Balancing U.S.-Korea exchanges

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Balancing U.S.-Korea exchanges

This year marks the 60th anniversary of the Korea-U.S. Alliance and the first anniversary of the entry into effect of the Korea-U.S. FTA (Korus). The two countries have made - and continue to make - great strides in deepening the bilateral relationship.

In addition to the formal ties cemented in security and trade treaties, the two countries are cooperating across a wide range of global initiatives encompassing economic development, clean energy, nuclear nonproliferation, human rights and democratization. In one notable respect, however, U.S. law lags behind the dynamic character of the bilateral relationship - the mutual exchange of highly skilled workers.

Korea places no limit on the number of U.S. professionals who may work in Korea. The U.S., in contrast, offers only 3,500 work visas annually for highly skilled Koreans in the face of substantially higher demand for these computer programmers, engineers and other professionals. To make matters worse, thousands of Koreans obtain these skills in U.S. universities, but are then disqualified from applying them upon graduation with U.S. employers.

This disparity in the treatment of skilled workers places an unnecessary drag on the economic ties that Korus was intended to invigorate. President Obama’s current focus on comprehensive immigration reform presents an opportunity to correct this imbalance that Korea and its friends in the U.S. should seize.

The debate concerning greater access to the U.S. market for Korean professionals occurs amidst a high-stakes showdown between President Obama and the Republican leadership of the U.S. House of Representatives over the reform of U.S. immigration law. The issue is of vital importance to both Democrats and Republicans, but their perspectives differ sharply.

Many Democrats, including the President, seek legislation that would provide a pathway to citizenship for the millions of U.S. workers, mainly from Latin American countries, who entered the country without permission but nevertheless form part of the backbone of the U.S. economy. Many Republicans oppose such an amnesty, and seek tougher enforcement of existing immigration laws and more stringent border security measures. These issues have proved intractable, and various attempts to overhaul U.S. immigration law in recent years have failed.

President Obama, whose second term concludes in 2016, is committed to overhauling U.S. immigration law as a centerpiece of his legacy. Last week, in a major step towards this goal, the Democratic-controlled Senate passed a comprehensive bill, the Border Security, Economic Opportunity and Immigration Modernization Act.

Among its many elements, the 1,200-page bill would permit the issuance of 5,000 employment visas per year to highly skilled Koreans - the same number granted to other countries, like Colombia and Panama, with which the United States has concluded FTAs. This number would still fall far short of the growing total demand for such highly skilled Korean workers, but represents a marginal improvement over the status quo.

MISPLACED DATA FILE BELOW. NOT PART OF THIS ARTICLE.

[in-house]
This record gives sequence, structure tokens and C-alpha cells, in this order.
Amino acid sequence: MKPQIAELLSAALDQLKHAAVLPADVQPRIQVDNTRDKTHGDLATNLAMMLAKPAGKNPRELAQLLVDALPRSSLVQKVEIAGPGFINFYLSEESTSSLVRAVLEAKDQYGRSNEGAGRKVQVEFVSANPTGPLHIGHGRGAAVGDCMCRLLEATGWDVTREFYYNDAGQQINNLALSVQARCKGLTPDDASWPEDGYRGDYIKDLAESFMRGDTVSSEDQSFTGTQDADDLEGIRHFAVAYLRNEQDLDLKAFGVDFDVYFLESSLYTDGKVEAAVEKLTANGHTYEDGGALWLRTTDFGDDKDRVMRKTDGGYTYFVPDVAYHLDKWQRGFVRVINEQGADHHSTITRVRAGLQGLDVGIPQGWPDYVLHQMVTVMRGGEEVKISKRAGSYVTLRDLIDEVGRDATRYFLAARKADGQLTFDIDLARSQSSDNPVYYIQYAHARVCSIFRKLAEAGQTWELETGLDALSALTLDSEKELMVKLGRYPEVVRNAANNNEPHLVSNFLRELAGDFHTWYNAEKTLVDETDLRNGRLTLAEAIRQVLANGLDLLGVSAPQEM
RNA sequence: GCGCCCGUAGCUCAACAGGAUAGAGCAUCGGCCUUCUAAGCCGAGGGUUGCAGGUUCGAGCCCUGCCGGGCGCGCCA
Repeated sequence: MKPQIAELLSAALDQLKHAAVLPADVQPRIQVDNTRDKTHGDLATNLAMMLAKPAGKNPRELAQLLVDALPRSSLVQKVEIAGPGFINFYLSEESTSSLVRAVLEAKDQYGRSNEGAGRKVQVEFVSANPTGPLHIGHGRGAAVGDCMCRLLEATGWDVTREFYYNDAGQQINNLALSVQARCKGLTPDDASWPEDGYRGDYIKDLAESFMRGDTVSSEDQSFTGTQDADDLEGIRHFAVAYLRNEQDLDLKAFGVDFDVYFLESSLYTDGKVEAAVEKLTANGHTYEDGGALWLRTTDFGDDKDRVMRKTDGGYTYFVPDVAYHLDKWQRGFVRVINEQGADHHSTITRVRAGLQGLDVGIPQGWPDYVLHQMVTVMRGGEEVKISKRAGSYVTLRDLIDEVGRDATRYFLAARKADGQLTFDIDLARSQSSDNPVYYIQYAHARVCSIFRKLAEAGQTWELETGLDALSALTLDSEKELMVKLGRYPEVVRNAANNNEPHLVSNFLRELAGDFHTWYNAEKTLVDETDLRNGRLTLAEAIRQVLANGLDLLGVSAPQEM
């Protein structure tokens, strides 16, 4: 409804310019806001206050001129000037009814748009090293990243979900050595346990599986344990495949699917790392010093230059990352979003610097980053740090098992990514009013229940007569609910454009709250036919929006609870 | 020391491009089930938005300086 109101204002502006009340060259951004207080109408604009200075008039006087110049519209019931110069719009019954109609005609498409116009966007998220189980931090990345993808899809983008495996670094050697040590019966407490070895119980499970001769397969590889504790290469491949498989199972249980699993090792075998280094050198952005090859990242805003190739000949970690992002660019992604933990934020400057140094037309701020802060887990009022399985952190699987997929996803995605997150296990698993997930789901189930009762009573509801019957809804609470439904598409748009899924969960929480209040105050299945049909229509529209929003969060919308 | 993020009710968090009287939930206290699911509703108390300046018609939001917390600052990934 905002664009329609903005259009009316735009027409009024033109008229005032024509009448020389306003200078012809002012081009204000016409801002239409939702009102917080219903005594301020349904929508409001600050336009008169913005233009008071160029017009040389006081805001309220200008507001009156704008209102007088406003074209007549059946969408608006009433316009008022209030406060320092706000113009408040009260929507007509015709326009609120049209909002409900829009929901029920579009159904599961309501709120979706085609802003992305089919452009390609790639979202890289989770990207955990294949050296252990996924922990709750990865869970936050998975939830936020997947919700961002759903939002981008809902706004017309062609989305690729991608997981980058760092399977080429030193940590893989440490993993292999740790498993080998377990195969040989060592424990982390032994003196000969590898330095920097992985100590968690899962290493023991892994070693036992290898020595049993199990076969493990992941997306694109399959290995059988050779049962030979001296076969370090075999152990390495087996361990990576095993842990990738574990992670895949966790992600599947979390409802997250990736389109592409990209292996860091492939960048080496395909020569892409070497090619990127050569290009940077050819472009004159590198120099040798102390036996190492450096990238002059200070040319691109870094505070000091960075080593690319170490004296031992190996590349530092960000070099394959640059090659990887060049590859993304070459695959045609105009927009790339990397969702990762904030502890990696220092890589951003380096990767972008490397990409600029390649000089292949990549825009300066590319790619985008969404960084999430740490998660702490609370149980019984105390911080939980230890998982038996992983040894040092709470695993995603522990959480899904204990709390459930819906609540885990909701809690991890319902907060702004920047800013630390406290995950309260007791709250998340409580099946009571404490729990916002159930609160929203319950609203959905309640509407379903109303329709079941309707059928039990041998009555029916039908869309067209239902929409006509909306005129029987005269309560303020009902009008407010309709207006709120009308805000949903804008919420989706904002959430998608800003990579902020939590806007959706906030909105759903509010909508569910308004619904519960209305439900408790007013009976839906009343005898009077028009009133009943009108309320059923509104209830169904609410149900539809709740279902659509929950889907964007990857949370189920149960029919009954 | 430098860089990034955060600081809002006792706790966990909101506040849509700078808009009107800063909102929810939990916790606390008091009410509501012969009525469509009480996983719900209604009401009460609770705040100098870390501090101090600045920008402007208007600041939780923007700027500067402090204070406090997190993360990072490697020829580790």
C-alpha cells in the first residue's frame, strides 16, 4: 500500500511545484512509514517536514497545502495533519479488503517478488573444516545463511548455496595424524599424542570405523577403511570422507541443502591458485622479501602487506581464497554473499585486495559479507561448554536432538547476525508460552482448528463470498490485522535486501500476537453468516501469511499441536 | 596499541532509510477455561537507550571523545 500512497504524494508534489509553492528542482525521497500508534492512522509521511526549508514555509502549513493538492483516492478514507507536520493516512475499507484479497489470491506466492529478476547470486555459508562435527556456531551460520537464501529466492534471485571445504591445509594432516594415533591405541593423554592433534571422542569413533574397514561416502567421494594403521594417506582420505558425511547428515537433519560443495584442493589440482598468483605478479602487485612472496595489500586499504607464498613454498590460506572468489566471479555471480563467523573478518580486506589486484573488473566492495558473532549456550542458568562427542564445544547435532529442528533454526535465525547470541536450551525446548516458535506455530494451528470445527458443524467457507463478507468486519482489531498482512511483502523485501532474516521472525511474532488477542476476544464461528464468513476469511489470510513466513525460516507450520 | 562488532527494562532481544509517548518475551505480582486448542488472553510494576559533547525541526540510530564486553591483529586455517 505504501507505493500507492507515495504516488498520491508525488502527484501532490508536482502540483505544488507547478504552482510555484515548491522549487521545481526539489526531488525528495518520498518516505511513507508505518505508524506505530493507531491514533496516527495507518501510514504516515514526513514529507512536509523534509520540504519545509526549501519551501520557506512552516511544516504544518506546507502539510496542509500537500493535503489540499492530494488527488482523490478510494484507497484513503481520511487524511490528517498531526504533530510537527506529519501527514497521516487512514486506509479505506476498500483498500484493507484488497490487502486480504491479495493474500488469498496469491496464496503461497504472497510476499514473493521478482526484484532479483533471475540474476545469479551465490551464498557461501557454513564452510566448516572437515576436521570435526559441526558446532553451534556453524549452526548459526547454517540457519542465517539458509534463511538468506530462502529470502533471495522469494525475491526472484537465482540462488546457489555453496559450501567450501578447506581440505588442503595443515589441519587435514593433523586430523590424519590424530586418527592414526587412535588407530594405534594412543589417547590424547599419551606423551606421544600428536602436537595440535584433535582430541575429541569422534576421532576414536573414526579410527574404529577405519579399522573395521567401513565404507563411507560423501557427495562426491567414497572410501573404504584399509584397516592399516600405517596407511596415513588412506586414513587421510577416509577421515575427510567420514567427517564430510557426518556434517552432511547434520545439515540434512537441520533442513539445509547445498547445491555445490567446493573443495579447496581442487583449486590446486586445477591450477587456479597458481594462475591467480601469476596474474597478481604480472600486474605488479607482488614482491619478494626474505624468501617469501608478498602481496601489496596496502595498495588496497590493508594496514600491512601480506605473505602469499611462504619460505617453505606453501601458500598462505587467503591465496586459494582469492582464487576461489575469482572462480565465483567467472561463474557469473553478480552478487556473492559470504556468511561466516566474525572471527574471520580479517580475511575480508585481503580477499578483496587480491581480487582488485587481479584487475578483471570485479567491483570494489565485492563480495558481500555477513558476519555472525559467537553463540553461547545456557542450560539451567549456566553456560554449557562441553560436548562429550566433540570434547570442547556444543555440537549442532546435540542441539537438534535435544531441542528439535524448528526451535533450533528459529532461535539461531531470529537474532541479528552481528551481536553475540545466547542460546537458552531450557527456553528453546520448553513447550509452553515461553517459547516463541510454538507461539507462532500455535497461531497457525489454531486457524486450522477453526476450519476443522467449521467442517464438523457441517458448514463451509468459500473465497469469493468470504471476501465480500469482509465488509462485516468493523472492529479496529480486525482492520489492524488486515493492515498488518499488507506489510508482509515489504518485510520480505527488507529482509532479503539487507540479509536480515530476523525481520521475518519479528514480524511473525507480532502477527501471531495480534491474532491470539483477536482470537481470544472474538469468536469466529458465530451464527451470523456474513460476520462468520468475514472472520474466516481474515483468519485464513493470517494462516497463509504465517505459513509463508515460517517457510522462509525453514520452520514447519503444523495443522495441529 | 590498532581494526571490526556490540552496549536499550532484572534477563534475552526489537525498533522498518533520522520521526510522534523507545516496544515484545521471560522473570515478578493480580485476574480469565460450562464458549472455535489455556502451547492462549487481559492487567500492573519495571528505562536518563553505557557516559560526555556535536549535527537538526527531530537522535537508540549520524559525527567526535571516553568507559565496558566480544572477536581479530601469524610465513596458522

In the House, the path forward on immigration reform remains uncertain, and clouded by deep tension between the House leadership and the White House. Republican House leaders are also concerned that their members who vote for immigration reform will be vulnerable to primary election challenges from more conservative candidates who oppose a path to citizenship for immigrants who entered the country illegally.

As the House continues to debate immigration reform, however, some Congressional advocates of closer Korea-U.S. economic ties are sponsoring stand-alone legislation - the Partner with Korea Act - to authorize 15,000 visas for highly skilled Korean workers. This number accords much more closely with the actual demand by U.S. firms for such workers.

Korea should press the Obama administration and its allies on Capitol Hill to pursue the more balanced visa authorization provisions of the Partner with Korea Act. In doing so, Korea can stress the clear and uncontroverted benefits that more visas would bring to the U.S. economy.

Today, many of the Koreans who go to the United States to study - there were 72,000 in the 2011-12 academic year - must leave the country upon graduation, taking their skills home or to third countries rather than filling vital positions in engineering and technology companies. Immigrants, including Koreans, also account for a substantial percentage of U.S. high-technology start-up companies.

Further, highly skilled workers are job multipliers; each one creates an additional 2.5 jobs. By retaining the artificially low cap on visas for highly skilled Koreans, the United States is foregoing significant economic benefits and an opportunity to bolster its competitiveness.

Korea should also insist on a higher cap for highly skilled Korean workers in order to enhance parity and reciprocity in the bilateral relationship.

Facilitated by Korus, bilateral trade has nearly doubled in value in the last two years, and investment flows in both directions are growing rapidly. The United States should now take the next logical step in the deepening relationship and open its door fully to highly skilled Korean workers - just as Korea has done for the United States.

*The author is a senior partner at the law firm of Akin Gump Strauss Hauer & Feld LLP in Washington.

by Sukhan Kim

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